I did that for 4 years, and then it was time for my contract with Next Top Model to end, which I was prepared for and ok with, but I was very unhappy with how RTL handled it, so I quit Boulevard and left the station.
Left image: Beau monde award | Image right: Beau monde by @OttoVanDenToorn
“I realised I had met so many people, and so many interesting people, throughout my life and career.”
Left image: Editorial shoot | Image right: Rayzor sharp editorial shoot
After that I reached a point where I almost had a burnout. That period was really hard for me. And someone said to me, you know you have been in front of a camera for over 20 years, and people have a perception of you that is not who you are, nobody really knows you. And I realised I had always just rolled from one thing into another – so I stopped to figure out what actually made me happy and what I wanted to do.
I realised I had met so many people, and so many interesting people, throughout my life and career. People who really inspired me and made me feel something. But now we live in a “perfect” filtered world and we miss out on that sense of realness and insight.
I wanted to find something that gave me energy rather than taking it, and something for my age. Sometimes when you keep going and going you don’t stop to stand still and take in what is happening and what actually makes you happy – it was difficult around that time working those things out. I wanted to do what I like to do, and to be doing it with the people I want to do it with.
I had been thinking about the idea of ‘Wereld Wijf’, it’s a phrase I use all the time, in Dutch it’s something that describes a really amazing woman who you admire. It is a person who lives through experiences and has ups and downs, it’s a word for people you appreciate, that give you energy and inspiration. This was the kind of idea and message I wanted to spread.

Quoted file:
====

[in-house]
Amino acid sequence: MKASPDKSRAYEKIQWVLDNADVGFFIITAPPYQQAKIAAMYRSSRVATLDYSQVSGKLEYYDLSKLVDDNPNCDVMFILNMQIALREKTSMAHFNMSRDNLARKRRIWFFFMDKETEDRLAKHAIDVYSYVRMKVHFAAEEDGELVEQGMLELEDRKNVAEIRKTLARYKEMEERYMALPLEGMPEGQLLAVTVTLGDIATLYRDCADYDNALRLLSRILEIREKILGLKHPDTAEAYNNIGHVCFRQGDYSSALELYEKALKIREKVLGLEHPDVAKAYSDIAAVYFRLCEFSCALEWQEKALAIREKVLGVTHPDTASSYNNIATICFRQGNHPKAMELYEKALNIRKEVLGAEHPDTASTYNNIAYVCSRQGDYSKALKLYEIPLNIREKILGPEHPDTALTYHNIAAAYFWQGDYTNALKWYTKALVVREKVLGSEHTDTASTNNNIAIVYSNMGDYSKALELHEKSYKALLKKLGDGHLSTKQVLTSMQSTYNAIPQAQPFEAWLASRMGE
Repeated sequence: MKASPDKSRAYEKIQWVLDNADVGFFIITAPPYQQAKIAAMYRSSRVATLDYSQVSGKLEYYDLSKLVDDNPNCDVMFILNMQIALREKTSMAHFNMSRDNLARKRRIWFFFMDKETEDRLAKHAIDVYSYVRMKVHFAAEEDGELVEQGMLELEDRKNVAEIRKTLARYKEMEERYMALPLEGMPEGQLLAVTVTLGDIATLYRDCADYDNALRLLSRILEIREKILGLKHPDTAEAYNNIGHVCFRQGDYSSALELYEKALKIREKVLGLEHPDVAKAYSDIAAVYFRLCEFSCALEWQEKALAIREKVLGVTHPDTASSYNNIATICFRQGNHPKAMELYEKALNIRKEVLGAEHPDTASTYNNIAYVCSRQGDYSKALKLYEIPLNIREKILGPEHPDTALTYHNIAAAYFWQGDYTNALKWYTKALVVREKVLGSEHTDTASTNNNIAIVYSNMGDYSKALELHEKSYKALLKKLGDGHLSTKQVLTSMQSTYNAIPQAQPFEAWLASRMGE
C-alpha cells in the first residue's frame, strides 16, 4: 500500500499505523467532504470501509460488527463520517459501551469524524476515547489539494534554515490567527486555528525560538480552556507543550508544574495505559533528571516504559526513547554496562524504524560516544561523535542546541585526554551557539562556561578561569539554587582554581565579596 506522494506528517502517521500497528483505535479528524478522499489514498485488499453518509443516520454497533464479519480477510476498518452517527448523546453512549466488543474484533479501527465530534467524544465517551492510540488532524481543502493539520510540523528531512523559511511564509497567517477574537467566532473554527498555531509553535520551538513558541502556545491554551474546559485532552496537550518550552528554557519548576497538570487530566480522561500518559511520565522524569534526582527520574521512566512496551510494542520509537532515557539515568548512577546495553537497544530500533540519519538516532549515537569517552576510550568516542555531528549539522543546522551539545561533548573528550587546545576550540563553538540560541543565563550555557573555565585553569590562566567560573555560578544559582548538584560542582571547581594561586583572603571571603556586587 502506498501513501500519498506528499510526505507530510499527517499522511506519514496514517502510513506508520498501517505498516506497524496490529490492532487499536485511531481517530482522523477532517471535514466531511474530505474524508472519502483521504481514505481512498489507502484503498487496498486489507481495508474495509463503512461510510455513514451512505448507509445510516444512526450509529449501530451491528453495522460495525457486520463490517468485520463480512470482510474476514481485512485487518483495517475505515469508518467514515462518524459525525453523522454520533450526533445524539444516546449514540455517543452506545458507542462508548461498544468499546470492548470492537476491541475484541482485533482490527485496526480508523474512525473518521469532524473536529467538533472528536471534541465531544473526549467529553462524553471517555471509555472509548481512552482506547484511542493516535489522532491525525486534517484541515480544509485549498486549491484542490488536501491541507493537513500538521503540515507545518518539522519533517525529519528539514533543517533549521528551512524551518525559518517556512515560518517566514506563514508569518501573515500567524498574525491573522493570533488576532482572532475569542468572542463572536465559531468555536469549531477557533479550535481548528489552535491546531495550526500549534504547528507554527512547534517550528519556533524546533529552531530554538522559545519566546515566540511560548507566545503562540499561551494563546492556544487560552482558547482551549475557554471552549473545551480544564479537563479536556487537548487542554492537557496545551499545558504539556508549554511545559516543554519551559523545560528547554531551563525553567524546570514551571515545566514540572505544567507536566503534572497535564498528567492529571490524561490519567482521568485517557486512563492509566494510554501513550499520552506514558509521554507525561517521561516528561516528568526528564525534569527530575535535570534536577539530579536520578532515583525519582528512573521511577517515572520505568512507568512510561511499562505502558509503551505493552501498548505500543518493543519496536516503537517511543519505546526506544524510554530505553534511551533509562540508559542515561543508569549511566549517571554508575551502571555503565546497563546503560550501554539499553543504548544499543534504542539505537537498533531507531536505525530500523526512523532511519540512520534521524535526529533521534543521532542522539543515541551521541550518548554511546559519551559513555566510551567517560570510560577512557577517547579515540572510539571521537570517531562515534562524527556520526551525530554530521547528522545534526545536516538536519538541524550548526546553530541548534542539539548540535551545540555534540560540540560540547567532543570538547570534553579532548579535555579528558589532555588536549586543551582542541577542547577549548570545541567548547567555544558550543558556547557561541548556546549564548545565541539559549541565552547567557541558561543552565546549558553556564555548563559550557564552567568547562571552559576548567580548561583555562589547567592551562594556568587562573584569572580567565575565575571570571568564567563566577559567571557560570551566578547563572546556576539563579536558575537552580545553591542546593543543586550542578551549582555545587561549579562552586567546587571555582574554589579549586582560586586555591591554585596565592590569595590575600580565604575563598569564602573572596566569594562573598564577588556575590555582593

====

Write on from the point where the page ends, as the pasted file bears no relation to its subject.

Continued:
Yoga trip with wendy magazine, @wendyonlinenl @kikireijners
“It really hit me, and I went to bed thinking about it that night. I messaged the woman and we ended up chatting.”
Then one day a woman left a comment on a post on my Instagram. I was trying to be honest in my post, and said I was having a bad day. And she left a comment to say you know what’s a bad day, when your son has cancer. It really hit me, and I went to bed thinking about it that night.
I messaged the woman and we ended up chatting over messenger for the next days. I happened to be in her neighbourhood one day, so I called and asked if I could visit. We met, I met her son, and we had such a deep connection. Just afterwards my sister was also diagnosed with cancer. And it felt like I had met this woman for a reason, and these were the kind of connections I wanted to be aware of, to help bring people, women, together in this way. And the only way to do that is by being open, authentic and honest.
I decided I wanted to use the platform I have to do that, and create a community or organisation that propels that. To share these stories and moments that make us human. And so now, we have Grace&Us. I’m turning 45 and I feel like I’m doing something meaningful.